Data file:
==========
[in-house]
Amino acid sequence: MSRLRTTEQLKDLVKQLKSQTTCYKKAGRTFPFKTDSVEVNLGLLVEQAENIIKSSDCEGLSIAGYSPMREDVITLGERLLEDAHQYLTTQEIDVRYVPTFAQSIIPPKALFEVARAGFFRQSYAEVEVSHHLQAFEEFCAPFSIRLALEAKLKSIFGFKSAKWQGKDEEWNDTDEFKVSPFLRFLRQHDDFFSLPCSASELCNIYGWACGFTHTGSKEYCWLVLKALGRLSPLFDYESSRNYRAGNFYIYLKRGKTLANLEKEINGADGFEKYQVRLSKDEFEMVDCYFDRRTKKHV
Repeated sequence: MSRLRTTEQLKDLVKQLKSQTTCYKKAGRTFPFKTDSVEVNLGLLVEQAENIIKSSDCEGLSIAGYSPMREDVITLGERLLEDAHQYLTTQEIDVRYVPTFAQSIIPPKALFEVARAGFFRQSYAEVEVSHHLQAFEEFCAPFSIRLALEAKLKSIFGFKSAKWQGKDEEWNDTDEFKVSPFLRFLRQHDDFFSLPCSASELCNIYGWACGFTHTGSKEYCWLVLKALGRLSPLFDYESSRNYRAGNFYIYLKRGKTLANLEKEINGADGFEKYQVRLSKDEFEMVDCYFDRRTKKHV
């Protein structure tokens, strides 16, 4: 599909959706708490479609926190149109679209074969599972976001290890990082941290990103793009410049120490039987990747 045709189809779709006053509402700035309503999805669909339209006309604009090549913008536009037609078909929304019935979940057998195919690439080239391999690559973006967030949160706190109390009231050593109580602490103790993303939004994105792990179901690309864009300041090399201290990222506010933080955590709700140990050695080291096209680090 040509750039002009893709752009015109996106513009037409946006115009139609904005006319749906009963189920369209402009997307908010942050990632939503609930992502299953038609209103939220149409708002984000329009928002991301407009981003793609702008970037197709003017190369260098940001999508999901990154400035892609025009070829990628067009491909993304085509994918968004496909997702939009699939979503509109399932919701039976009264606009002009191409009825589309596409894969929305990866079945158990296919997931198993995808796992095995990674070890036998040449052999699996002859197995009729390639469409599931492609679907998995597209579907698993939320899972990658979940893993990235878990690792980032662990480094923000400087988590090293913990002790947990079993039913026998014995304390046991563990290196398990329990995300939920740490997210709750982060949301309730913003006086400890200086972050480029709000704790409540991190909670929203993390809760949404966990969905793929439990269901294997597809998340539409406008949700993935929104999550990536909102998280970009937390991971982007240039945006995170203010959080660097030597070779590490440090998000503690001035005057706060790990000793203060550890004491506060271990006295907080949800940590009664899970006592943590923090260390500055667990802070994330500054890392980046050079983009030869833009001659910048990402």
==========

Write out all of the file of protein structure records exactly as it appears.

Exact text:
[in-house]
Amino acid sequence: MSRLRTTEQLKDLVKQLKSQTTCYKKAGRTFPFKTDSVEVNLGLLVEQAENIIKSSDCEGLSIAGYSPMREDVITLGERLLEDAHQYLTTQEIDVRYVPTFAQSIIPPKALFEVARAGFFRQSYAEVEVSHHLQAFEEFCAPFSIRLALEAKLKSIFGFKSAKWQGKDEEWNDTDEFKVSPFLRFLRQHDDFFSLPCSASELCNIYGWACGFTHTGSKEYCWLVLKALGRLSPLFDYESSRNYRAGNFYIYLKRGKTLANLEKEINGADGFEKYQVRLSKDEFEMVDCYFDRRTKKHV
Repeated sequence: MSRLRTTEQLKDLVKQLKSQTTCYKKAGRTFPFKTDSVEVNLGLLVEQAENIIKSSDCEGLSIAGYSPMREDVITLGERLLEDAHQYLTTQEIDVRYVPTFAQSIIPPKALFEVARAGFFRQSYAEVEVSHHLQAFEEFCAPFSIRLALEAKLKSIFGFKSAKWQGKDEEWNDTDEFKVSPFLRFLRQHDDFFSLPCSASELCNIYGWACGFTHTGSKEYCWLVLKALGRLSPLFDYESSRNYRAGNFYIYLKRGKTLANLEKEINGADGFEKYQVRLSKDEFEMVDCYFDRRTKKHV
């Protein structure tokens, strides 16, 4: 599909959706708490479609926190149109679209074969599972976001290890990082941290990103793009410049120490039987990747 045709189809779709006053509402700035309503999805669909339209006309604009090549913008536009037609078909929304019935979940057998195919690439080239391999690559973006967030949160706190109390009231050593109580602490103790993303939004994105792990179901690309864009300041090399201290990222506010933080955590709700140990050695080291096209680090 040509750039002009893709752009015109996106513009037409946006115009139609904005006319749906009963189920369209402009997307908010942050990632939503609930992502299953038609209103939220149409708002984000329009928002991301407009981003793609702008970037197709003017190369260098940001999508999901990154400035892609025009070829990628067009491909993304085509994918968004496909997702939009699939979503509109399932919701039976009264606009002009191409009825589309596409894969929305990866079945158990296919997931198993995808796992095995990674070890036998040449052999699996002859197995009729390639469409599931492609679907998995597209579907698993939320899972990658979940893993990235878990690792980032662990480094923000400087988590090293913990002790947990079993039913026998014995304390046991563990290196398990329990995300939920740490997210709750982060949301309730913003006086400890200086972050480029709000704790409540991190909670929203993390809760949404966990969905793929439990269901294997597809998340539409406008949700993935929104999550990536909102998280970009937390991971982007240039945006995170203010959080660097030597070779590490440090998000503690001035005057706060790990000793203060550890004491506060271990006295907080949800940590009664899970006592943590923090260390500055667990802070994330500054890392980046050079983009030869833009001659910048990402």